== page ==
The bank that built tennis in Canada

— by Christopher Johnson —

More than a decade ago, when Canada’s biggest banks were investing in golf, the National Bank of Canada in Montreal decided to take a risk.

“The folks at National Bank of Canada had a vision,” says Jonathan Prunier, the bank’s manager for sponsorship and donations. “Let’s go with tennis, since all the banks were doing golf. We’re the sixth of the Big Five banks. We didn’t have the money nor the desire to compete against the RBCs (Royal Bank) of Canada. There was an opportunity to build a niche through sponsorship of tennis. It was for strategic reasons. We hoped the sport would get a lift.”

They began by sponsoring the Rogers Cup for the past 10 years, and they have just signed an agreement to sponsor the event for years to come.

While many pundits have highlighted Tennis Canada’s role in developing fast-rising stars, the National Bank has been instrumental in building the sport from the grass-roots. The bank sponsors Futures and Challenger events to help players get off the ground, as well as the National Bank Roadshow in Ontario and the Tournee Sports Expert in Quebec. The bank is also sponsoring a WTA event for women in Quebec City in September.

“We’re helping Tennis Canada receive funds,” says Prunier. “Without that money, they can’t develop their programs. Our major investment is the Rogers Cup. It’s a non-profit to re-invest all the funds for the development program. As a sponsor, we’ve been an important player to help that happen.”

“It’s been our biggest sponsorship throughout our portfolio,” says Prunier. “In the last three or four years, we saw a bigger change in things, because we started investing in a major manner in activating our sponsorships by creating advertising, TV ads, print ads, promotions, and integrating product.”

Prunier won’t reveal dollar figures about funding, but the results of sustained sponsorship are clear and stunning. Milos Raonic from Thornhill, Ontario and Montreal’s Genie Bouchard have both cracked the top ten. Vasek Pospisil from Vernon and Vancouver won Wimbledon doubles this year, and he’s rising fast in singles.

Tennis Canada spokesman Louis-Philippe Dorais says five million Canadians — about one of out six people — play tennis occasionally, a rise of about three to five percent yearly since they began tracking figures in 2009. Tennis Canada now has an operating budget of about $35 to 40 million annually, employing about 100 people in Montreal, Toronto and Vancouver, he says.

The Ministry of Canadian Heritage says taxpayers contribute about $1.1 million in funding annually. With so many public courts available in Canadian cities, it’s probably easier to pick up a racquet and play tennis in Canada than any country on earth, though the long winter does limit outdoor play in many areas.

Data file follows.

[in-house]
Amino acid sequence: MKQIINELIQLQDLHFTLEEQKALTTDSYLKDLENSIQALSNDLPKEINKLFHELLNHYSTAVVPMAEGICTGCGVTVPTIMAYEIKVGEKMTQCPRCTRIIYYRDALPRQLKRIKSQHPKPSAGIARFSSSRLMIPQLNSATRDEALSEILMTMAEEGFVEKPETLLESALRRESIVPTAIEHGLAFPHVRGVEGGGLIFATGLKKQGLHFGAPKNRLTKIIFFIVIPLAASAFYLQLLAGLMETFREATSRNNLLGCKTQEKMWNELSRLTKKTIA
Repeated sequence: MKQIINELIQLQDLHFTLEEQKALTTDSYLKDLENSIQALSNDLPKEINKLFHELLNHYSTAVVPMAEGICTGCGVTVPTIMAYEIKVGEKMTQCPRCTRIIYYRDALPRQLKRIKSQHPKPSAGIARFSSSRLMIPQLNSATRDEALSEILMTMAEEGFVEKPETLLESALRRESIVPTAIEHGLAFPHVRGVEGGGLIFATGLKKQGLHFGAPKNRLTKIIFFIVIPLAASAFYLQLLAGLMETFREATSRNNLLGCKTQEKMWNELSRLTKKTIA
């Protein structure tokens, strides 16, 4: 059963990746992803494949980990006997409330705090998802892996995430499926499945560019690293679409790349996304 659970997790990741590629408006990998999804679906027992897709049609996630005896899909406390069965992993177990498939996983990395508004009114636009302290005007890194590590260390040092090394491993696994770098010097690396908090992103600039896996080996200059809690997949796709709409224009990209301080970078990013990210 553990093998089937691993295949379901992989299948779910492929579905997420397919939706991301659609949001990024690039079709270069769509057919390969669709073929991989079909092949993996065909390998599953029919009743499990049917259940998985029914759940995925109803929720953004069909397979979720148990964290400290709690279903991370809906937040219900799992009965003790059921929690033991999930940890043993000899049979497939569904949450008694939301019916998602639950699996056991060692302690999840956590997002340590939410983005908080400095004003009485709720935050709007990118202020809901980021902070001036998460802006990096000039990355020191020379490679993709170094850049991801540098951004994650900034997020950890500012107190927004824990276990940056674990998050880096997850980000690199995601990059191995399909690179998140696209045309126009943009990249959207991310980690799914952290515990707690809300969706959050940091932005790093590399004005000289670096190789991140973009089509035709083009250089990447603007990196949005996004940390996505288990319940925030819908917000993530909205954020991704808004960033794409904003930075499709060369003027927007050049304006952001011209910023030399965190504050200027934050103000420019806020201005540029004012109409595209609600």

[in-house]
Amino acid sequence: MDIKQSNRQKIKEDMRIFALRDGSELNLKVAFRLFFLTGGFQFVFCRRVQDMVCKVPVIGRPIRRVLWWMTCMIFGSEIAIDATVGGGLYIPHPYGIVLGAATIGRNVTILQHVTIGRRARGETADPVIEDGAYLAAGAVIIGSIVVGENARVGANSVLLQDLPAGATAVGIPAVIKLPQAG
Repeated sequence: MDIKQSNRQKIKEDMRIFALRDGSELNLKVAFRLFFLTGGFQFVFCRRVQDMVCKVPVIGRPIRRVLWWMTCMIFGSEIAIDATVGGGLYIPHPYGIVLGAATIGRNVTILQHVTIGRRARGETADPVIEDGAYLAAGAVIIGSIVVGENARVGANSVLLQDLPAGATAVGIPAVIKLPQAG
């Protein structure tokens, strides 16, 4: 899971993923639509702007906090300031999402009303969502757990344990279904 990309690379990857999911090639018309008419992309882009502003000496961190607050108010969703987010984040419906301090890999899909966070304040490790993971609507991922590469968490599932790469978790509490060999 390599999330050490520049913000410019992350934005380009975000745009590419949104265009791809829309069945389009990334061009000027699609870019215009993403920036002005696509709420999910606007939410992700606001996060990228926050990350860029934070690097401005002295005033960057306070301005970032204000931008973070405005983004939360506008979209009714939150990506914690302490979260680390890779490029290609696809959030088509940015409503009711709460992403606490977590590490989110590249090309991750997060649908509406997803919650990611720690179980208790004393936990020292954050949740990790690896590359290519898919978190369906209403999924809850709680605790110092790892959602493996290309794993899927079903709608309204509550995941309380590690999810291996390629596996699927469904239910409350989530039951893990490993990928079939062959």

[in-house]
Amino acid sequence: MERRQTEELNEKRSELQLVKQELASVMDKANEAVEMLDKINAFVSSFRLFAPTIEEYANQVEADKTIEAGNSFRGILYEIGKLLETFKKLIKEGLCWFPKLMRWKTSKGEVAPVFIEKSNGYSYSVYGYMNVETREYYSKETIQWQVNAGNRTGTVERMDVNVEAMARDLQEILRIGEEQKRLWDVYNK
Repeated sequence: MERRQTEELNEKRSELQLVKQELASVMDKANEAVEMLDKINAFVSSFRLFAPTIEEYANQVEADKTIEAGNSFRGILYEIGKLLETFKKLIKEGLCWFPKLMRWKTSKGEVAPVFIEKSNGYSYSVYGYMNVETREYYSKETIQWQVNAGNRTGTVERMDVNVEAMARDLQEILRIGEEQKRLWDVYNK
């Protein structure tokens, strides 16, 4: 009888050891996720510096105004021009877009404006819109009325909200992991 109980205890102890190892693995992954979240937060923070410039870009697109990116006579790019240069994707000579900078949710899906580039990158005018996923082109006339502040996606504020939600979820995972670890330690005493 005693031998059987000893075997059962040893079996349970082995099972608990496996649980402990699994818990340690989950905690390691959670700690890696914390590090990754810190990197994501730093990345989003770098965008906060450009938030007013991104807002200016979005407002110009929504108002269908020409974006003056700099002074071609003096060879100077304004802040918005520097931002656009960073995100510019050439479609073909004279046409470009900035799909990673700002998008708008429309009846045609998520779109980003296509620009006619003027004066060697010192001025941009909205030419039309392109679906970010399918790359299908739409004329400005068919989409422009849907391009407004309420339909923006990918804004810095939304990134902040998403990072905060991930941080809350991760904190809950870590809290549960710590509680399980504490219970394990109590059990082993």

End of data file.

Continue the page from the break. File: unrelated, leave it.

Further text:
While crowds were relatively thin on the opening days of the Rogers Cup men and women’s tournaments held this week in Toronto and Montreal, previous events have set records, Dorais says. The 2011 Rogers Cup in Montreal hosted 213,760 spectators over the course of the week, the most for any pro tennis event, he says.

Though rain in 2010 and the Olympics in 2012 resulted in smaller numbers, Dorais says he expects this year’s women’s event in Montreal will break their previous record of 174,706 total spectators in 2011.

These numbers will surprise many in a nation which typically treats hockey as a religion. Tennis is a rising sport in Canada, and players across the country are inspired like never before.

“The difference came in 2007 when Tennis Canada started investing more money into development, building the National Tennis Centre,” says Dorais.

Like many players and observers, Prunier of the National Bank praises coach Louis Borfiga from France for coming to Montreal and developing young Canadian talents.

“He’s great. He’s very keen on developing and finding the right approach for the players, and having a system based on personality and the incentive to win instead of to participate,” says Prunier. “All of the people at Tennis Canada have had an important part in building these players. They’ve helped players gain confidence.”

He also notes the work of Eugene Lapierre, tournament director for the Rogers Cup in Montreal. “He’s put Tennis Canada on the map. He’s built programs and various Challenger tournaments in the regions.”

Since 2006, the National Bank has funded a “Little Aces” program to help identify budding stars among 6-8 year olds, keep them on Tennis Canada’s radar, and help them develop their talent. Prunier says they’re exporting the program from Quebec to Ontario this year. “It’s been great in Quebec. The program was mostly active in indoor tennis clubs. As of 2014, tennis clubs will also be supervising outdoor parks in their sector. We’re opening up the program not only to kids playing in indoor or private clubs, but kids playing outdoors. Each club supervises four outdoor courts on average. It’s meant to detect talent for a limited number of folks, maybe about 600 kids per year.”

The bank also organizes a clever “On the Ball” program to redistribute about 160,000 used tennis balls from tournaments and about 29 clubs in Quebec and Ontario. About 150 schools cut the balls open and put them under desks and chairs to reduce distracting screeching noises in classrooms.

He says Tennis Canada “were getting calls from school boards and schools wanting to know if they had used tennis balls,” says Prunier. “It helps to reduce the noise level and improves the learning environment. The school boards in Ontario and Quebec require parents to purchase tennis balls for that reason.”

Though the program is currently receiving more demand than supplies, schools and clubs can sign up on the program’s website: